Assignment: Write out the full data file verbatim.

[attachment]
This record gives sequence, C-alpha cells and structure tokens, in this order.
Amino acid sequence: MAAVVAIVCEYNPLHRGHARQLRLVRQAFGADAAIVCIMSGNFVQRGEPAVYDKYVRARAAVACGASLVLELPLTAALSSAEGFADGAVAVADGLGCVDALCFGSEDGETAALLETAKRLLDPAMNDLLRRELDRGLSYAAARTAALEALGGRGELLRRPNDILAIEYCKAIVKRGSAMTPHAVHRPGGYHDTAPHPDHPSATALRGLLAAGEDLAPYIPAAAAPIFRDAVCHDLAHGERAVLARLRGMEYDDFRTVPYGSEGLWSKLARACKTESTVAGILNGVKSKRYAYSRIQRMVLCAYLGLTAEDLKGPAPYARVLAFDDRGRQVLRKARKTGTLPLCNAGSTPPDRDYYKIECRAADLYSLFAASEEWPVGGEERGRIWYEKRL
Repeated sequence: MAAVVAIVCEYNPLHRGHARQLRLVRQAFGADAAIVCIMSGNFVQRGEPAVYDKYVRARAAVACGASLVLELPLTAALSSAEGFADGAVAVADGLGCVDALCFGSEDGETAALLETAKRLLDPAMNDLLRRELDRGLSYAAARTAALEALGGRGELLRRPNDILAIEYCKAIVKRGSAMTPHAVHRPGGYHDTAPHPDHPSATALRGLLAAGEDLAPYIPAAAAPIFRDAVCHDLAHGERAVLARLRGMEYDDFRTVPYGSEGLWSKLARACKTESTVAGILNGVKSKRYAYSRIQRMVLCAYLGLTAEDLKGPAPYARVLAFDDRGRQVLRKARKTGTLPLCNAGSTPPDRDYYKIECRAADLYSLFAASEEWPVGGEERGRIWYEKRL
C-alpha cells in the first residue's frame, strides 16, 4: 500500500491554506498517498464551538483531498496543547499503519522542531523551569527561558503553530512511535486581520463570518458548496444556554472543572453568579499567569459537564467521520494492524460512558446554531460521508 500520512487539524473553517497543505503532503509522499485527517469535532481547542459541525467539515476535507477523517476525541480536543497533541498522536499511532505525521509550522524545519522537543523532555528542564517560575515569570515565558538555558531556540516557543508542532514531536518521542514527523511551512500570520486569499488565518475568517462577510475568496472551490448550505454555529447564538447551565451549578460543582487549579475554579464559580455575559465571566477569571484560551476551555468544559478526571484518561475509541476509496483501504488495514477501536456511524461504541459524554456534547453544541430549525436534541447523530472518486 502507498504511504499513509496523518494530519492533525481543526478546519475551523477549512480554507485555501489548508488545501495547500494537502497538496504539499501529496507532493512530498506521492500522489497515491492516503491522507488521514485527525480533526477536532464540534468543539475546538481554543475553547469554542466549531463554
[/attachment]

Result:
This record gives sequence, C-alpha cells and structure tokens, in this order.
Amino acid sequence: MAAVVAIVCEYNPLHRGHARQLRLVRQAFGADAAIVCIMSGNFVQRGEPAVYDKYVRARAAVACGASLVLELPLTAALSSAEGFADGAVAVADGLGCVDALCFGSEDGETAALLETAKRLLDPAMNDLLRRELDRGLSYAAARTAALEALGGRGELLRRPNDILAIEYCKAIVKRGSAMTPHAVHRPGGYHDTAPHPDHPSATALRGLLAAGEDLAPYIPAAAAPIFRDAVCHDLAHGERAVLARLRGMEYDDFRTVPYGSEGLWSKLARACKTESTVAGILNGVKSKRYAYSRIQRMVLCAYLGLTAEDLKGPAPYARVLAFDDRGRQVLRKARKTGTLPLCNAGSTPPDRDYYKIECRAADLYSLFAASEEWPVGGEERGRIWYEKRL
Repeated sequence: MAAVVAIVCEYNPLHRGHARQLRLVRQAFGADAAIVCIMSGNFVQRGEPAVYDKYVRARAAVACGASLVLELPLTAALSSAEGFADGAVAVADGLGCVDALCFGSEDGETAALLETAKRLLDPAMNDLLRRELDRGLSYAAARTAALEALGGRGELLRRPNDILAIEYCKAIVKRGSAMTPHAVHRPGGYHDTAPHPDHPSATALRGLLAAGEDLAPYIPAAAAPIFRDAVCHDLAHGERAVLARLRGMEYDDFRTVPYGSEGLWSKLARACKTESTVAGILNGVKSKRYAYSRIQRMVLCAYLGLTAEDLKGPAPYARVLAFDDRGRQVLRKARKTGTLPLCNAGSTPPDRDYYKIECRAADLYSLFAASEEWPVGGEERGRIWYEKRL
C-alpha cells in the first residue's frame, strides 16, 4: 500500500491554506498517498464551538483531498496543547499503519522542531523551569527561558503553530512511535486581520463570518458548496444556554472543572453568579499567569459537564467521520494492524460512558446554531460521508 500520512487539524473553517497543505503532503509522499485527517469535532481547542459541525467539515476535507477523517476525541480536543497533541498522536499511532505525521509550522524545519522537543523532555528542564517560575515569570515565558538555558531556540516557543508542532514531536518521542514527523511551512500570520486569499488565518475568517462577510475568496472551490448550505454555529447564538447551565451549578460543582487549579475554579464559580455575559465571566477569571484560551476551555468544559478526571484518561475509541476509496483501504488495514477501536456511524461504541459524554456534547453544541430549525436534541447523530472518486 502507498504511504499513509496523518494530519492533525481543526478546519475551523477549512480554507485555501489548508488545501495547500494537502497538496504539499501529496507532493512530498506521492500522489497515491492516503491522507488521514485527525480533526477536532464540534468543539475546538481554543475553547469554542466549531463554